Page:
Borneo, the world’s third-largest island, is home to some of the most spectacular and alluring wildlife on the planet. Much has been written about this fascinating region over the years, from the extraordinary local tribes with their unique customs, to the incredible birds and mammals that still abound in protected areas.
While most people associate the island with vast jungles and rainforest, these habitats are in fact under severe threat, largely due to the flourishing palm oil industry. The planting of palm oil is now big business throughout much of South-east Asia, Indonesia and West Africa, decimating vast expanses of lowland rainforest throughout these regions. Initially used largely in soaps and beauty products, palm oil is now widely found in many processed items, including many of food items that we eat on a daily basis. Take a look at the ingredients the next time you buy ice-cream, granola or a candy bar and get an understanding of just how widely used palm oil is these days. Sadly, the impact of palm oil has been severe on wildlife. Plantations offer very little in the way of food for native species, so the overall numbers of birds, mammals and other wildlife has been reduced dramatically.
It is now widely documented how flagship species like Bornean Orangutan are critically endangered largely because of habitat loss. Fortunately, Borneo has set aside a number of key reserves which act as sanctuaries for many of the island’s outstanding species, including Bornean Pygmy Elephant, our Image of the Month. Many people aren’t aware that elephants are even found on Borneo, let alone that there is a unique sub-species endemic to the island. Most authorities treat the borneensis race as a sub-species of Asian Elephant, although some argue that there is a significant enough difference in genetic divergence to warrant their recognition as a separate species. Bornean Pygmy Elephant are currently listed by the IUCN as endangered, with an overall population loss of more than 50% in the last 60 to 75 years. Disturbing as this may be, Borneo’s elephants are still holding their own in vast areas of wilderness like the Danum Valley, Tabin Wildlife Reserve and along protected zones of the mighty Kinabatangan River.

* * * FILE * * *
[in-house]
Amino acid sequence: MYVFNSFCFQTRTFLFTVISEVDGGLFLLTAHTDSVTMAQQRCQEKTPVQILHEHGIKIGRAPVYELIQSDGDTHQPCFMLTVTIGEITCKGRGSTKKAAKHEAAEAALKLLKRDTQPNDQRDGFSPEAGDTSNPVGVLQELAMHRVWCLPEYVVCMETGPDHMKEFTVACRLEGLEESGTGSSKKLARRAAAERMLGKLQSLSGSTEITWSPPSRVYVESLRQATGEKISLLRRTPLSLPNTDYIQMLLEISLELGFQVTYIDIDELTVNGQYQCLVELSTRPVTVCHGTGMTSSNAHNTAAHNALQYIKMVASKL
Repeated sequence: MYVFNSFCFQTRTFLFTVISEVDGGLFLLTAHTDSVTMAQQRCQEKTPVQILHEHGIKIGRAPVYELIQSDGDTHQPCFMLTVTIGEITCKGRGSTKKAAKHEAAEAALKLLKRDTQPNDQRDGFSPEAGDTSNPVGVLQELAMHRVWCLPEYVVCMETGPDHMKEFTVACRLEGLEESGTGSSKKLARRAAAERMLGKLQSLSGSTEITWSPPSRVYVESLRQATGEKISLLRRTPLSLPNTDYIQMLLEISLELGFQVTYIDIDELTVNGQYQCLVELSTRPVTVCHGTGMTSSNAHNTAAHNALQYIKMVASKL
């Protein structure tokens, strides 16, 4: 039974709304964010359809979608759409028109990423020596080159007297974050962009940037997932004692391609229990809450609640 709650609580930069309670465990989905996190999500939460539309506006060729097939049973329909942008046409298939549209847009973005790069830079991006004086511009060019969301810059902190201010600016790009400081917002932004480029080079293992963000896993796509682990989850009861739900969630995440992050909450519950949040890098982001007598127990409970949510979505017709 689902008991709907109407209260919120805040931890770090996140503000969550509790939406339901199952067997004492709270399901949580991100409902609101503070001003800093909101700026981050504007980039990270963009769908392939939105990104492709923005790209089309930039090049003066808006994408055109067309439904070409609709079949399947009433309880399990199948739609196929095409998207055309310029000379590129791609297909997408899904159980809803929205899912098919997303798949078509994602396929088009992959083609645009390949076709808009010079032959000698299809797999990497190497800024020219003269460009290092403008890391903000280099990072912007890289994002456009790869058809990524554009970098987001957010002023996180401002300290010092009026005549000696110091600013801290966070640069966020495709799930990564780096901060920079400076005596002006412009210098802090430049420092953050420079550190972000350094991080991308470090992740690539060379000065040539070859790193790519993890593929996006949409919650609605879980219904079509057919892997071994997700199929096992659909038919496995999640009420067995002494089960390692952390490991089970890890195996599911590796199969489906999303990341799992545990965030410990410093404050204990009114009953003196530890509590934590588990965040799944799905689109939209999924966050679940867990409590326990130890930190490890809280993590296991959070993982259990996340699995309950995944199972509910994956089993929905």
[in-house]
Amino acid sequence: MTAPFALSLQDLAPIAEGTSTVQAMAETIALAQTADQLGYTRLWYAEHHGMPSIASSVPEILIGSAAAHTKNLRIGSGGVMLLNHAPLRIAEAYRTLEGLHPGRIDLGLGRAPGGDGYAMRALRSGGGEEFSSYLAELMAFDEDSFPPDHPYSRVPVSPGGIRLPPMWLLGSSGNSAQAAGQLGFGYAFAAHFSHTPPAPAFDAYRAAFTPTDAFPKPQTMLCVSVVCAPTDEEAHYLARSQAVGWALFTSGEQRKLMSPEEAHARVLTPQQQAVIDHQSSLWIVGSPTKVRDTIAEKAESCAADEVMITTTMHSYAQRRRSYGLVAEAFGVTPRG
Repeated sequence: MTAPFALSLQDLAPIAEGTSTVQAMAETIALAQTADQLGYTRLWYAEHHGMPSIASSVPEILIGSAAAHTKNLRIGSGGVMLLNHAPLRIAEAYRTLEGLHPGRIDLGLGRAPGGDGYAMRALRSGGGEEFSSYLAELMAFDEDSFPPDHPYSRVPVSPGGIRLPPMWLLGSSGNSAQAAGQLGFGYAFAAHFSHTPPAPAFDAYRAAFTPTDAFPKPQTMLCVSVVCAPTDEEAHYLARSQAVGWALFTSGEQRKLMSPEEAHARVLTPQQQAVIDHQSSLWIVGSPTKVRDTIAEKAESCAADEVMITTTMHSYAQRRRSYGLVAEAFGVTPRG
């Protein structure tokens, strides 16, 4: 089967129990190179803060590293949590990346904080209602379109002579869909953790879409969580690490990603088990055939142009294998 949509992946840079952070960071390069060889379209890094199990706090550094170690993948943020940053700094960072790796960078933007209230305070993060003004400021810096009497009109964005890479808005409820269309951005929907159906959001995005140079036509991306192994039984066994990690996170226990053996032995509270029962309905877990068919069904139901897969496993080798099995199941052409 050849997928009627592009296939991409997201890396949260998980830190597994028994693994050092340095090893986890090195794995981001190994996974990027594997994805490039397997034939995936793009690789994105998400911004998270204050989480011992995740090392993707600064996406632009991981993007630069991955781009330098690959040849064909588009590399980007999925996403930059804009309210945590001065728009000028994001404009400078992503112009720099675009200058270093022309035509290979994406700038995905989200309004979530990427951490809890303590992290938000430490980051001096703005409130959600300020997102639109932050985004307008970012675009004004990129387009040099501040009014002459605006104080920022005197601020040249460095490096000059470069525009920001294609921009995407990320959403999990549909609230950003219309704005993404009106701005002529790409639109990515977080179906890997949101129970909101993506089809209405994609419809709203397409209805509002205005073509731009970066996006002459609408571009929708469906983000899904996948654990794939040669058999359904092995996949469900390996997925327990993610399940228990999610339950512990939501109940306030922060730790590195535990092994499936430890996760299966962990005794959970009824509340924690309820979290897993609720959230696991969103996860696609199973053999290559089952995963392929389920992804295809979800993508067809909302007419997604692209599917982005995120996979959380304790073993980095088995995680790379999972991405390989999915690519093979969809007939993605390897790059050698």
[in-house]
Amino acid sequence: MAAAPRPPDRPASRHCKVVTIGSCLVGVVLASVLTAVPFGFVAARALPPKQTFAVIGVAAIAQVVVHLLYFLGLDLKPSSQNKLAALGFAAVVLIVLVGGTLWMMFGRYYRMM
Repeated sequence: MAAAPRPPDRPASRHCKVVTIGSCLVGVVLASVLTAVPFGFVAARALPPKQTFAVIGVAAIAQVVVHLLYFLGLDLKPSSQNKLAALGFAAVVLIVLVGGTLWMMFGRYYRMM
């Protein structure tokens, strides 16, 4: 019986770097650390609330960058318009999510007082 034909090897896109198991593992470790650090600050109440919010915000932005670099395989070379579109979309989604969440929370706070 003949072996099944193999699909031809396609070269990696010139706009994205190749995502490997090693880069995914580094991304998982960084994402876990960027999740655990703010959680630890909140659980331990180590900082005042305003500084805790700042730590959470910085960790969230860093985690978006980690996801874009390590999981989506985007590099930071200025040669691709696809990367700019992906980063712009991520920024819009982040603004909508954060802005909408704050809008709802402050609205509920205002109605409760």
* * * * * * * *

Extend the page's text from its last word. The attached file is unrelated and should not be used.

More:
Rockjumper Wildlife’s fantastic tours to Borneo take in the very best sites of this incredible island, as we explore the depths of the Danum Valley, Kinabatangan River and Tabin in the province of Sabah. We have excellent opportunities of finding a variety of interesting mammals aside from Bornean Pygmy Elephant, including Bornean Orangutan, Proboscis Monkey, Bornean Gibbon, Sunda Flying Lemur (Colugo), Bornean Clouded Leopard, the rare Marbled Cat (seen on our most recent private tour in the Danum Valley), Flat-headed and Leopard Cats, Maroon Leaf Monkey, Bearded Pig, Western Tarsier, Malay Civet, Binturong (Bear Cat) and many others, from various flying squirrels to flying lizards and even flying snakes!
Rockjumper Wildlife’s next Borneo tours are scheduled for June 2019. See below for more details.
Peninsula Malaysia Pre-Tour Extension 2019
6 Jun 2019 – 12 Jun 2019 (7 days)
COST: US$2,850 * €2,560 * £2,290 * ZAR42,130
Borneo – Rainforest Wildlife of Tropical Asia 2019
12 Jun 2019 – 20 Jun 2019 (9 days)
COST: US$5,350 * €4,800 * £4,300 * ZAR79,070
*Alternate currencies are for comparative purposes only